Government guaranteed universal coverage would be good for the
economy! America’s entrepreneurs and small business owners and
employees would be among the primary beneficiaries of single payer
healthcare. Our inefficient healthcare system puts small business at
a competitive disadvantage. As a result, by every measure of
small-business employment, the United States has among the world’s
smallest small-business sectors.
The last thing an entrepreneur or small business owner wants to do is figure out how to deal with health insurance. Which employees will be offered coverage? What plan is the best fit? What about the employees who cannot be covered for cost reasons? Not covering employees risks high turnover, and the associated costs of finding new employees and training them, not to mention the fact that people without insurance often have untreated medical problems, leading to less happy employees and lower productivity.
Covering employees with a reasonable plan costs upwards of $10k per employee per year (the employees must contribute an additional $4k/yr), putting small businesses at huge competitive disadvantage compared to large businesses, which have access to less expensive group plans.
A national health insurance system that covers all Americans makes these problems disappear at the stroke of a pen. No longer will healthcare worries prevent entrepreneurs from pursuing their dreams or will employees be forced to leave a job they love just to have access to healthcare. No more high turnover and endless retraining simply because you can’t afford health insurance for your employees. And even though it will cover the tens of millions of Americans who currently don’t have health insurance, it will save money.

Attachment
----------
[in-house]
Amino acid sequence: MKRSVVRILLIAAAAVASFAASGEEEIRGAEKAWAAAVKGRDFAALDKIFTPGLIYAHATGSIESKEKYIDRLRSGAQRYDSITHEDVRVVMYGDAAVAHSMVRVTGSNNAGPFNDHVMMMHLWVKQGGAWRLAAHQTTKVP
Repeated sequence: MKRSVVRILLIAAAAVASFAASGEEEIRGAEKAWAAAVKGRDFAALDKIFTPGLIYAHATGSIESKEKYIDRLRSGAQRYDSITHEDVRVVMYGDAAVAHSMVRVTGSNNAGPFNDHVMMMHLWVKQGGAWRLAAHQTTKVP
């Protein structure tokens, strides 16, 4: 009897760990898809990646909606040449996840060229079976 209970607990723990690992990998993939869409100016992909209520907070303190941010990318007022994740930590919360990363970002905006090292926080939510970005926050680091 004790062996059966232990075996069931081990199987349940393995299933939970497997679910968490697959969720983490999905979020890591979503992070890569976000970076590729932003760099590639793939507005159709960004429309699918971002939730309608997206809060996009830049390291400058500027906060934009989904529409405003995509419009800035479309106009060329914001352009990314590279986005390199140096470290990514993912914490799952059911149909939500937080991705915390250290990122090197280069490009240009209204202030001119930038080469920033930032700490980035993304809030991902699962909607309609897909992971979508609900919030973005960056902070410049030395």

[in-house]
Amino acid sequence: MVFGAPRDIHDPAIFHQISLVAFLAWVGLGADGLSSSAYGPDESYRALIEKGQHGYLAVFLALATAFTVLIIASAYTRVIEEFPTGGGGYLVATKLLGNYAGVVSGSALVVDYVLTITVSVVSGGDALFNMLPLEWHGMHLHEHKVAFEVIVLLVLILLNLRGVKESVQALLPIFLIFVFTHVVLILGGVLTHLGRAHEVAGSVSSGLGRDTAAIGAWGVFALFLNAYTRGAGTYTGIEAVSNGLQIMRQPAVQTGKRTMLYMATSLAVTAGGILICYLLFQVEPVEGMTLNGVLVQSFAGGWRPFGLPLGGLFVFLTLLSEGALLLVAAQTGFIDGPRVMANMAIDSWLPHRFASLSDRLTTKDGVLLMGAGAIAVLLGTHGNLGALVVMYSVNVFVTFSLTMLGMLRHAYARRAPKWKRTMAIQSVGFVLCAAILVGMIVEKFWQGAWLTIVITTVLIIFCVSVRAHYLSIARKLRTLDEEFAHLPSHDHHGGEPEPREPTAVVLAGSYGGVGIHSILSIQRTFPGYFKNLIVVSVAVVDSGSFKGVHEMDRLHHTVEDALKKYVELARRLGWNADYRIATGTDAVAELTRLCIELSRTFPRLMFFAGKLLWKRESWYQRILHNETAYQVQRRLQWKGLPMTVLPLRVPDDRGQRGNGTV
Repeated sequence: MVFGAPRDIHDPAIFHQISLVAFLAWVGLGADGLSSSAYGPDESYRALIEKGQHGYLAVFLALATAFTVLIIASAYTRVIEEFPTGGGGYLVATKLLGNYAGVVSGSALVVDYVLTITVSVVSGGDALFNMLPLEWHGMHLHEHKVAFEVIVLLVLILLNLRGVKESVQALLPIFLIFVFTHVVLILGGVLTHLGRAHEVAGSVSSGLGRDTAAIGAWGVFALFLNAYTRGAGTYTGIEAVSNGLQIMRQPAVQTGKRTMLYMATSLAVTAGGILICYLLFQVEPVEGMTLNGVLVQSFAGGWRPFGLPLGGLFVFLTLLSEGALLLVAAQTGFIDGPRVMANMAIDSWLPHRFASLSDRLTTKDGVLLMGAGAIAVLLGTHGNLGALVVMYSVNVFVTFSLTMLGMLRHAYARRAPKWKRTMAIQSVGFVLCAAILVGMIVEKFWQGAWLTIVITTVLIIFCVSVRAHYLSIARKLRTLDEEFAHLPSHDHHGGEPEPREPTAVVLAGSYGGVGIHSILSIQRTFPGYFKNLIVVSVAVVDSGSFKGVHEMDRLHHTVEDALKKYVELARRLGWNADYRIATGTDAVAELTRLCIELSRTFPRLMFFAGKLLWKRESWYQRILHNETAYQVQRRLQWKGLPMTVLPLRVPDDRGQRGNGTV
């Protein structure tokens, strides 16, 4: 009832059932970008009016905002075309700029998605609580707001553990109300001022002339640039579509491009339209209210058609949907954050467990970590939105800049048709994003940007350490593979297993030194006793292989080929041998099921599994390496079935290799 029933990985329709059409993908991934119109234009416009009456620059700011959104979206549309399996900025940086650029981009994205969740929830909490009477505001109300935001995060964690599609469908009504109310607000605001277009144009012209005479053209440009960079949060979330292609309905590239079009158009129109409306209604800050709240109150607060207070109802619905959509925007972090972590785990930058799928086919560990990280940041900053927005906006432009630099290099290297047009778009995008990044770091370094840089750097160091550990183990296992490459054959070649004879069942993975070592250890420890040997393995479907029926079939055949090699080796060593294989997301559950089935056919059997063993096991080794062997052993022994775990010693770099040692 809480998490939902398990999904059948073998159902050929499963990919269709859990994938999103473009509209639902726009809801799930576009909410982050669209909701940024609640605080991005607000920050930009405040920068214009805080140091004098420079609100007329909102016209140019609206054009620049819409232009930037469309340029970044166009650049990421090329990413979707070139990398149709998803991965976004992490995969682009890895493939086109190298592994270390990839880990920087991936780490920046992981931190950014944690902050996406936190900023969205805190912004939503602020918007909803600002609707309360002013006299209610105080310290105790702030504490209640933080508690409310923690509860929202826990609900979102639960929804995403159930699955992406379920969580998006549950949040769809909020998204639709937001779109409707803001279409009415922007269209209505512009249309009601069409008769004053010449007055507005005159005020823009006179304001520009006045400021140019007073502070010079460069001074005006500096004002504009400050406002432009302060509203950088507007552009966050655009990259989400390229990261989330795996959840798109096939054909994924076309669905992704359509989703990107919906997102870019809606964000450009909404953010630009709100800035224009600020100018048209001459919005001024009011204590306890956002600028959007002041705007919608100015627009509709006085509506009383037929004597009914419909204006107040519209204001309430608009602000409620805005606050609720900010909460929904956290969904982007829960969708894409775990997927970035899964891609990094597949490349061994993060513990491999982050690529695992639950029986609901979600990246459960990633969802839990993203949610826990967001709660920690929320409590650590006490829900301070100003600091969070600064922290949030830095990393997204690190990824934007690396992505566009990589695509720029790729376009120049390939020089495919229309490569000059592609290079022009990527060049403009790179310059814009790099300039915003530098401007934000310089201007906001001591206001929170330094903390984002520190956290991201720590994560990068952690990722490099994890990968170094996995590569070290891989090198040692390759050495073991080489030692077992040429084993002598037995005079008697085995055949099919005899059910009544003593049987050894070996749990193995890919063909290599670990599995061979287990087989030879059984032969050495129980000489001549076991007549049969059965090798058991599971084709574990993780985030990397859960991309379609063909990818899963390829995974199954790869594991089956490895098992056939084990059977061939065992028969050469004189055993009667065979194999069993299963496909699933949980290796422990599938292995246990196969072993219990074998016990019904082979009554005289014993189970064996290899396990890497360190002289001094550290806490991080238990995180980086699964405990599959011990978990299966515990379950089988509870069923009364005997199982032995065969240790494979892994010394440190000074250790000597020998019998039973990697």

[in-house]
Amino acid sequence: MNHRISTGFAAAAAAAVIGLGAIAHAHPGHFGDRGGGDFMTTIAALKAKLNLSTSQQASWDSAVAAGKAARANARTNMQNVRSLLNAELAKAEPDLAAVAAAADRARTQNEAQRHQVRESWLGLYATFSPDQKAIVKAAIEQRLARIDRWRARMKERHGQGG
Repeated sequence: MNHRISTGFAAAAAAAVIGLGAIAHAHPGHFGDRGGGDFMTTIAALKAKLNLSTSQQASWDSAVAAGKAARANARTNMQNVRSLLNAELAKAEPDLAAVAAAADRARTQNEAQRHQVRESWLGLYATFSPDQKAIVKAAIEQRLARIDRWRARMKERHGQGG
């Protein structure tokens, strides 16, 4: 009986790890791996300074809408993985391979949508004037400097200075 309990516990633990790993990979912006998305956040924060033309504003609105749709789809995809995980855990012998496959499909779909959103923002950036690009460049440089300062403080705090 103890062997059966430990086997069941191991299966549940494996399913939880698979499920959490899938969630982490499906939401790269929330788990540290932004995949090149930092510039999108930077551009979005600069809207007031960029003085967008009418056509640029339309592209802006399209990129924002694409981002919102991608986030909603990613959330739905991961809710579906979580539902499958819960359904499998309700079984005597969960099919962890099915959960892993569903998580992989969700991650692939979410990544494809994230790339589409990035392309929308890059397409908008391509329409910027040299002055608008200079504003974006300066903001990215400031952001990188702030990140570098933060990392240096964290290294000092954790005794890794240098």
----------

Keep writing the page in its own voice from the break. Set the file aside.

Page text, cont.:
Employer contributions to health insurance currently average $10,446 per employee and cover 71% of a household’s premium. These employer premiums are equivalent to a 12·29% tax on payroll exceeding the first $2 million (table; appendix p 6), extrapolated from Sanders and colleagues. Therefore, any payroll tax less than 12·29%, our upper bound in the SHIFT interface, would result in savings for employers.
The Americans with Disabilities Act does not protect employees whose medical needs impose an “undue hardship” to their employer. For example, 19% of women diagnosed with breast cancer become unemployed within 4 months after treatment
According to this article, the overall annual savings to the nation’s health care bill would exceed 13% or $450B. The sources of savings include the following:
Reduced fees for hospital and clinical services by applying the existing Medicare fee schedule uniformly. For providers, lower fees per service would be offset by reduced billing and administrative tasks, which cost them $768B/yr.
A unified system for billing and administration. Such costs are currently over 12% of spending for health insurance companies, compared to 2.2% for Medicare. A unified system would decrease billing fraud, since fraudsters exploit the complex structure of our multi-company insurance system.
Pharmaceutical price negotiation. It is currently illegal for Medicare to negotiate prices for medicines, despite its massive buying power.
Increased preventive care, which reduces “sick” care caused by treatment delays due to lack of coverage.